ProxyShell vulnerabilities actively exploited to deliver web shells and ransomware

Three so-called “ProxyShell” vulnerabilities are being actively exploited by various attackers to compromise Microsoft Exchange servers around the world, the Cybersecurity and Infrastructure Security Agency (CISA) warned over the weekend.

ProxyShell vulnerabilities exploited

The vulnerabilities

The three ProxyShell vulnerabilities that can be connected in a complete exploit chain are as follows.

The vulnerabilities were discovered and the exploit chain demonstrated in action by researcher Orange Tsai and his colleagues from DEVCORE Research Team at the Pwn2Own contest earlier this year. He also talked about it earlier this month at the Black Hat and DEF CON conferences, then released a technical write-ups last week.

Beaumont pointed out that these vulnerabilities are worse than the ProxyLogon flaws (also discovered by Tsai), because they are more easily exploitable.

“They are pre-authenticated (no password required) remote code execution vulnerabilities, which is as serious as they come,” he noted.

“Additionally, during the ProxyLogon attacks in January-March, attackers needed to know an Exchange administrator mailbox, and hardcoded to administrator@ in proof of concept code. This mailbox only existed if you installed Exchange as that account, and accessed email, which is a minority situation — therefore most orgs got away with it. However, with ProxyShell this does not apply — you do not need to know the identity of an Exchange administrator in advance.”

The vulnerabilities have been patched by Microsoft in April and May 2021, but Microsoft failed to assign CVEs to the vulnerabilities at the time and to adequately promote the fact that these could soon lead to serious problems.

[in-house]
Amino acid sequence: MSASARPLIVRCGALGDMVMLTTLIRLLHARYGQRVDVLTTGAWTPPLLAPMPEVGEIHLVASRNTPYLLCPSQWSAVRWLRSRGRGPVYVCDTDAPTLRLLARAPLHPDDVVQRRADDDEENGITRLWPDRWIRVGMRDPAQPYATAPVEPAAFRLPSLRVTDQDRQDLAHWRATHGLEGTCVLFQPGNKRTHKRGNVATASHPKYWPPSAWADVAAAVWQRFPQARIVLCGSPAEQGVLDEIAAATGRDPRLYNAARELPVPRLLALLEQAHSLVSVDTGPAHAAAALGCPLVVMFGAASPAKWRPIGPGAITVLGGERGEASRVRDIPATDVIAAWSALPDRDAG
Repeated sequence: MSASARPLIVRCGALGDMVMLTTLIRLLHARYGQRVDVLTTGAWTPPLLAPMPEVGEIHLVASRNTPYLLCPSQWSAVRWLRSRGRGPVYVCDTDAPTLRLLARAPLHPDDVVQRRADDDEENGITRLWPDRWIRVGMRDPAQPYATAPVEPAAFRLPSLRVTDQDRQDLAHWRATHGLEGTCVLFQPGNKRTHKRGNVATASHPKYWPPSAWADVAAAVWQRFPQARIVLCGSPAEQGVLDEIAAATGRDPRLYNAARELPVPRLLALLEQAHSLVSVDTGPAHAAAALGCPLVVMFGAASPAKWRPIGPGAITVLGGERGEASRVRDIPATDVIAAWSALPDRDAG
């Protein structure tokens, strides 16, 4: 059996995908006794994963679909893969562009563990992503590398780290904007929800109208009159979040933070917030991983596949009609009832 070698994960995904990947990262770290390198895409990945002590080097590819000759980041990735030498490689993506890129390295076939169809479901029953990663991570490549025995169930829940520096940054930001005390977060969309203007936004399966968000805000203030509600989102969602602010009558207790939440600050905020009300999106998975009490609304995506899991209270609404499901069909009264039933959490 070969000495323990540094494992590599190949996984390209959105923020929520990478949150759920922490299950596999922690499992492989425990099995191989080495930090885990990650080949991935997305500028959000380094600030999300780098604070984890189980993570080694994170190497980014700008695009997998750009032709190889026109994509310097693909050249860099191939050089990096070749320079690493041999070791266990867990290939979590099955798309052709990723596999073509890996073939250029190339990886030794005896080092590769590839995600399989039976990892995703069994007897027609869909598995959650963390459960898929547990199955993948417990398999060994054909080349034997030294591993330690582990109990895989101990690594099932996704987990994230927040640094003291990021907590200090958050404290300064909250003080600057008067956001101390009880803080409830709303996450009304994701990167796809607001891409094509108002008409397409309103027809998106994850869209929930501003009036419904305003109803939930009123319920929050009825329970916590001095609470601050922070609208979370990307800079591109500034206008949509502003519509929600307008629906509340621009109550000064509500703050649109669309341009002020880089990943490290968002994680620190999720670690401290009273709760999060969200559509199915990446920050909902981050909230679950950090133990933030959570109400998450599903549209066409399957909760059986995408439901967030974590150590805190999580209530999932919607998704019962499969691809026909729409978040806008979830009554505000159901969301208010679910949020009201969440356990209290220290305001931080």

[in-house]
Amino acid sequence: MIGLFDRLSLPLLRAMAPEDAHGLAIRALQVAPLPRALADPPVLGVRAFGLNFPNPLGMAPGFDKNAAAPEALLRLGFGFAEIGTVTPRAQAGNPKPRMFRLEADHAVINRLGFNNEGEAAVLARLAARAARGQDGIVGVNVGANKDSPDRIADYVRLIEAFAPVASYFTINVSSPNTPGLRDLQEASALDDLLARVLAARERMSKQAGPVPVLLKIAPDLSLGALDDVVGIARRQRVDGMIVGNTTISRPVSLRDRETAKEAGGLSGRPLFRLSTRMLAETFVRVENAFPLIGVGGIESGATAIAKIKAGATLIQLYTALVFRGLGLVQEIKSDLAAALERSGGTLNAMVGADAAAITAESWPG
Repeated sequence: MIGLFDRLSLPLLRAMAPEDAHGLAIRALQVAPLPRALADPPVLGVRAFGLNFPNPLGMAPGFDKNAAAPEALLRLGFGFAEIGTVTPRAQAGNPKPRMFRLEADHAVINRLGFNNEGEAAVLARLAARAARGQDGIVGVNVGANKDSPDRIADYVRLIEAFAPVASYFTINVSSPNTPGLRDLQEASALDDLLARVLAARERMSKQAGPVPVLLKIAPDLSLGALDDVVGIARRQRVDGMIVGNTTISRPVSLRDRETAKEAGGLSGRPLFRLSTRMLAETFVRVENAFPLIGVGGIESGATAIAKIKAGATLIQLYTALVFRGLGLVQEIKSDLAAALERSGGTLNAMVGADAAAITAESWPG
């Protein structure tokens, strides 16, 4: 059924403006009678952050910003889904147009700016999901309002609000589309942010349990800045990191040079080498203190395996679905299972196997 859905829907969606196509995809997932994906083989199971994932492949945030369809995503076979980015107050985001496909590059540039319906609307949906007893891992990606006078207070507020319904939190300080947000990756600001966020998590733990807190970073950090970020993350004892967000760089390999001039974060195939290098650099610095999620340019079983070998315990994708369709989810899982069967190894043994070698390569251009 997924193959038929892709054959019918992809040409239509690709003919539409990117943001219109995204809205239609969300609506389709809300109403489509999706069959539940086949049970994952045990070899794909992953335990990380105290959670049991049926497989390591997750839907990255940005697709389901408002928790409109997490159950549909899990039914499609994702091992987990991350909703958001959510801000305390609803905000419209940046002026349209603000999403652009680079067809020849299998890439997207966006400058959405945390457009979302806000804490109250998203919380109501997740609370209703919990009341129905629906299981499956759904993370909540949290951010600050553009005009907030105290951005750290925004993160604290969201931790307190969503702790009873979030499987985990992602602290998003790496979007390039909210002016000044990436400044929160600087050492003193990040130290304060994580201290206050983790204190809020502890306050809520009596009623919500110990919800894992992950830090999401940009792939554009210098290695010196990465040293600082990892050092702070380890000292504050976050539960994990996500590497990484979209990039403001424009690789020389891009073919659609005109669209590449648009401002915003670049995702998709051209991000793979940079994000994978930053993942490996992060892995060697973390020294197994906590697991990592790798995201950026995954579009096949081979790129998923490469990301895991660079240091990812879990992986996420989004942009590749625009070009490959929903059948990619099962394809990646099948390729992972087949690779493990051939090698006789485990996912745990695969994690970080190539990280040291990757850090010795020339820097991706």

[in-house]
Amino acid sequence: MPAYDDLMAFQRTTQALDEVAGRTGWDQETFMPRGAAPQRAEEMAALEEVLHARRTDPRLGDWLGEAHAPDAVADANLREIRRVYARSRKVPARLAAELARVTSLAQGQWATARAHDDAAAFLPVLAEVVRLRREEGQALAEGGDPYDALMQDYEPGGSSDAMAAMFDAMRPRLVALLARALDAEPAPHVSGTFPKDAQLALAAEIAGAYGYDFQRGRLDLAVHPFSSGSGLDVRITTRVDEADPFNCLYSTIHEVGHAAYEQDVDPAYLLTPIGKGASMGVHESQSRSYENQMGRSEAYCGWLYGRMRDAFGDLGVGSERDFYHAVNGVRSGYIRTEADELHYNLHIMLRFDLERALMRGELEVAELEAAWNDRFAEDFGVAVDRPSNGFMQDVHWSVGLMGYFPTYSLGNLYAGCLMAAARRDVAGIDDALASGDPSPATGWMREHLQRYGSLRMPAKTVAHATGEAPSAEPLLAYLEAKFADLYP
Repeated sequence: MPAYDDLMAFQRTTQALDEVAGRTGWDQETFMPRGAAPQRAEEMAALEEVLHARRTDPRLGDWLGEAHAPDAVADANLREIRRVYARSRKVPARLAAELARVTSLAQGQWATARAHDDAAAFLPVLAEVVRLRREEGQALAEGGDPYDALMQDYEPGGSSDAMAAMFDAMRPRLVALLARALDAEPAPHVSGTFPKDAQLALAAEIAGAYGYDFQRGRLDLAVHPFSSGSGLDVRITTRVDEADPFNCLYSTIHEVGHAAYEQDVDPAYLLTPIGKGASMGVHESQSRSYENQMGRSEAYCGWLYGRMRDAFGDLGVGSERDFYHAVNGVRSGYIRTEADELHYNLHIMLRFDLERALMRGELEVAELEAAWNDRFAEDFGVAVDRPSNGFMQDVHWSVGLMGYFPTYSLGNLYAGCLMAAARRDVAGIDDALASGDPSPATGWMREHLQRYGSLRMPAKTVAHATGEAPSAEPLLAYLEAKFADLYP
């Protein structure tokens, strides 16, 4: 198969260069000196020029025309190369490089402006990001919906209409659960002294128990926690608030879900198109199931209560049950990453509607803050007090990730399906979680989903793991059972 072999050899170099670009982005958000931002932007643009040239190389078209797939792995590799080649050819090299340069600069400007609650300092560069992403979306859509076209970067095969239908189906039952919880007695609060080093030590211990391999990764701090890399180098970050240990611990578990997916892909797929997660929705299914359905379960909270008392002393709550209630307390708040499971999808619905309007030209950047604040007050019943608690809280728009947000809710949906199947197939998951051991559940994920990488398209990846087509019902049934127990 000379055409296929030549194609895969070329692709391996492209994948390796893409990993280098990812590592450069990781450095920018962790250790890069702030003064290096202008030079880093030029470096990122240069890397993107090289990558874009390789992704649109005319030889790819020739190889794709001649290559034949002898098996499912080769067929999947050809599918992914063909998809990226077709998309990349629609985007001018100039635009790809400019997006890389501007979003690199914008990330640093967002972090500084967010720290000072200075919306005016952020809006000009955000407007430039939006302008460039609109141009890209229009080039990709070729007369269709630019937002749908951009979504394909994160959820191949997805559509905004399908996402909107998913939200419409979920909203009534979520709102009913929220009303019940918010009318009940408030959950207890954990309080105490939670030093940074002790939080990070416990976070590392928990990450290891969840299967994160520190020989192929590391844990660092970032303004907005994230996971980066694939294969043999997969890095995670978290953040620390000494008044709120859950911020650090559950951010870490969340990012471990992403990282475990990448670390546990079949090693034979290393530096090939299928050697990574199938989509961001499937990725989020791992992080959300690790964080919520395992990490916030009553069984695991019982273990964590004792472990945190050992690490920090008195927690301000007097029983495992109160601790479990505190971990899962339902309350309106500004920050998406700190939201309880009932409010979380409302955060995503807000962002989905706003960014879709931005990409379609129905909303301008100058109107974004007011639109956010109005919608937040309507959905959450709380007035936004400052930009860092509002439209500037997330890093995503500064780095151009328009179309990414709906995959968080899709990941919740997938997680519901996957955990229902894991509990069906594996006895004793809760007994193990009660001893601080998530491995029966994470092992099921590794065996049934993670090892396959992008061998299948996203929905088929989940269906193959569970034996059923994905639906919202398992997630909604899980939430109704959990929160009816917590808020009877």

ProxyShell vulnerabilities exploited in the wild

CISA’s warning comes weeks after security researchers Kevin Beaumont and Rich Warren began noticing exploit attempts against their honeypots and repeatedly shared details about them.

Researchers with cybersecurity company Huntress have also been sharing IoCs of active attacks delivering web shells and – later – coin miners and ransomware (LockFile, as detailed by Symantec’s threat hunter team).

Unfortunately, many enterprise administrators have yet to update on-premise Microsoft Exchange servers to protect them against exploitation:

Beaumont has provided an nmap plugin organizations can use to identify unpatched systems and has urged them to implement the needed patches.

Of course, those who have yet to patch the flaws should also check whether their machines have already been popped by attackers. Beaumont’s post and the write-ups shared by Huntress researchers and Symantec offer more information on what to search for.




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